This eWeek story takes a look at the world of remote e-mail security. A frightening scenario is posed: The writer cites a white paper from Messageware that says people often access their e-mail from remote locales -- conference kiosks and Internet cafes are two of the examples -- and navigate to another URL without logging off. This, of course, compromises security in a big way.
A Forrester researcher suggests that online banks face the same issue, and handle it by timing out the password access after a predetermined -- and presumably small -- amount of time. Another option, which is offered in Messageware's NavGuard software, is to not allow users to navigate away from the Web access URL without first logging off.
This is but one of many concerns about e-mail. Indeed, e-mail security continues to be a major concern for enterprises and the analysts who cater to them. Earlier this summer, the Aberdeen Group released a report, "The Ins and Outs of E-mail Vulnerability," which looked at the costs of various e-mail security threats. These include viruses, hoaxes, phishing attacks and spyware. E-mail attacks, the study says, are growing in sophistication. Despite this, the minority of "best-in-class" companies are reducing losses. The release points out that combining e-mail and Web security is seen as a key to doing this.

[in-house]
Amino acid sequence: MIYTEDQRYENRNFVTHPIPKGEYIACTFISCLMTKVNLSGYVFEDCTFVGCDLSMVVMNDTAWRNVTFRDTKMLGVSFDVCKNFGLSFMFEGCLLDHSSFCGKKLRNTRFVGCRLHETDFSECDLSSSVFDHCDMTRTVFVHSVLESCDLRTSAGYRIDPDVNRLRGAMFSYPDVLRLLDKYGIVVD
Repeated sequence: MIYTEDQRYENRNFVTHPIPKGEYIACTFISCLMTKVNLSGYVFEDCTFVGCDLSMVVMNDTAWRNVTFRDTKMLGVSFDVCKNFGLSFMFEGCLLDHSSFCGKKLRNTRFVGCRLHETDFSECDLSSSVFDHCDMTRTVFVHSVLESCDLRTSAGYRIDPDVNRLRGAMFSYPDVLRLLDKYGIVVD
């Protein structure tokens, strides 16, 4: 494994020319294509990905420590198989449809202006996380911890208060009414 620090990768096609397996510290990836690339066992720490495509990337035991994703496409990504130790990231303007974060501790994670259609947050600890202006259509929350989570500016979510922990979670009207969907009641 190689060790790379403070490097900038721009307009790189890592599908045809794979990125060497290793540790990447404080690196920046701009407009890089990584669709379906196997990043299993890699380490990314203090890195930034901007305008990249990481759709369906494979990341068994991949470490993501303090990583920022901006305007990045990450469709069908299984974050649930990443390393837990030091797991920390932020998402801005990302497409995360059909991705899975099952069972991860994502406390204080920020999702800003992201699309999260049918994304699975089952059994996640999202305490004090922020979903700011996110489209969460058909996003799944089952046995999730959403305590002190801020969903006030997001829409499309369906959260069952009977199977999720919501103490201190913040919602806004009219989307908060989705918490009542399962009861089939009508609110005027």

Luckily, vendors see the opportunities and are introducing products to combat the threats. In early August, for instance, Proofpoint introduced Proofpoint on Demand. The platform, the company says, offers anti-spam, anti-virus, e-mail policy enforcement, data loss prevention and policy-based encryption. Also in August, IBM Internet Security System (ISS) unveiled a "virtual" e-mail security appliance. The story says the product is collocated with other applications instead of running separately. The virtual platform, based on ISS's Proventia Network Mail Security System, is said by the company to reduce costs and simplify the management.
Encryption, while perhaps not a cure-all, is a powerful weapon in the battle to secure e-mail. This Enterprise IT Planet story describes a variety of approaches, including endpoint-to-endpoint, gateway-to-endpoint, gateway-to-gateway and gateway-to-Web. As the names imply, the issue is what portion of a message's total trip the organization feels should be encrypted. Presumably, the choice affects cost and complexity.
E-mail is the lifeblood of many organizations. However, it also offers an alarming number of threats. Constant vigilance is necessary. The good news, as the Aberdeen study points out, is that disciplined companies aware of potential problems can effectively guard their messages.